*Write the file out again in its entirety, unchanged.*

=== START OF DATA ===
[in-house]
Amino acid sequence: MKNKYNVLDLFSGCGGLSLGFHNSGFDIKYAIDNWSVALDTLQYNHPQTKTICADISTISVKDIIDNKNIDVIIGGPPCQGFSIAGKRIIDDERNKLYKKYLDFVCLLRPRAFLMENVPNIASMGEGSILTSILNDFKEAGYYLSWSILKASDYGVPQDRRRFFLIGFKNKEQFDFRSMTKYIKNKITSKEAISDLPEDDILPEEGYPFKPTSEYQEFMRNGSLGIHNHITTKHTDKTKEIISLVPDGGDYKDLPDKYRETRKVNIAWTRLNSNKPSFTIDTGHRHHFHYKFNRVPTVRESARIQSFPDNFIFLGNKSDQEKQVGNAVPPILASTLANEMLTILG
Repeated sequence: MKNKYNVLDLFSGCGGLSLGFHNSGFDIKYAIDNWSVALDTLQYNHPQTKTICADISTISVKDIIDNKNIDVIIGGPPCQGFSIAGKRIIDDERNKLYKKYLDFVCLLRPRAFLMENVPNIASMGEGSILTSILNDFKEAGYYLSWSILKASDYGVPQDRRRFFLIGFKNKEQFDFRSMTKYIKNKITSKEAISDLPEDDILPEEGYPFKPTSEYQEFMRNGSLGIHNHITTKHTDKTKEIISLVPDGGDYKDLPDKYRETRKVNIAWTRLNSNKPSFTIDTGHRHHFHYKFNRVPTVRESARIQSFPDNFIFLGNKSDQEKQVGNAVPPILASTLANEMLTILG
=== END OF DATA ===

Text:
[in-house]
Amino acid sequence: MKNKYNVLDLFSGCGGLSLGFHNSGFDIKYAIDNWSVALDTLQYNHPQTKTICADISTISVKDIIDNKNIDVIIGGPPCQGFSIAGKRIIDDERNKLYKKYLDFVCLLRPRAFLMENVPNIASMGEGSILTSILNDFKEAGYYLSWSILKASDYGVPQDRRRFFLIGFKNKEQFDFRSMTKYIKNKITSKEAISDLPEDDILPEEGYPFKPTSEYQEFMRNGSLGIHNHITTKHTDKTKEIISLVPDGGDYKDLPDKYRETRKVNIAWTRLNSNKPSFTIDTGHRHHFHYKFNRVPTVRESARIQSFPDNFIFLGNKSDQEKQVGNAVPPILASTLANEMLTILG
Repeated sequence: MKNKYNVLDLFSGCGGLSLGFHNSGFDIKYAIDNWSVALDTLQYNHPQTKTICADISTISVKDIIDNKNIDVIIGGPPCQGFSIAGKRIIDDERNKLYKKYLDFVCLLRPRAFLMENVPNIASMGEGSILTSILNDFKEAGYYLSWSILKASDYGVPQDRRRFFLIGFKNKEQFDFRSMTKYIKNKITSKEAISDLPEDDILPEEGYPFKPTSEYQEFMRNGSLGIHNHITTKHTDKTKEIISLVPDGGDYKDLPDKYRETRKVNIAWTRLNSNKPSFTIDTGHRHHFHYKFNRVPTVRESARIQSFPDNFIFLGNKSDQEKQVGNAVPPILASTLANEMLTILG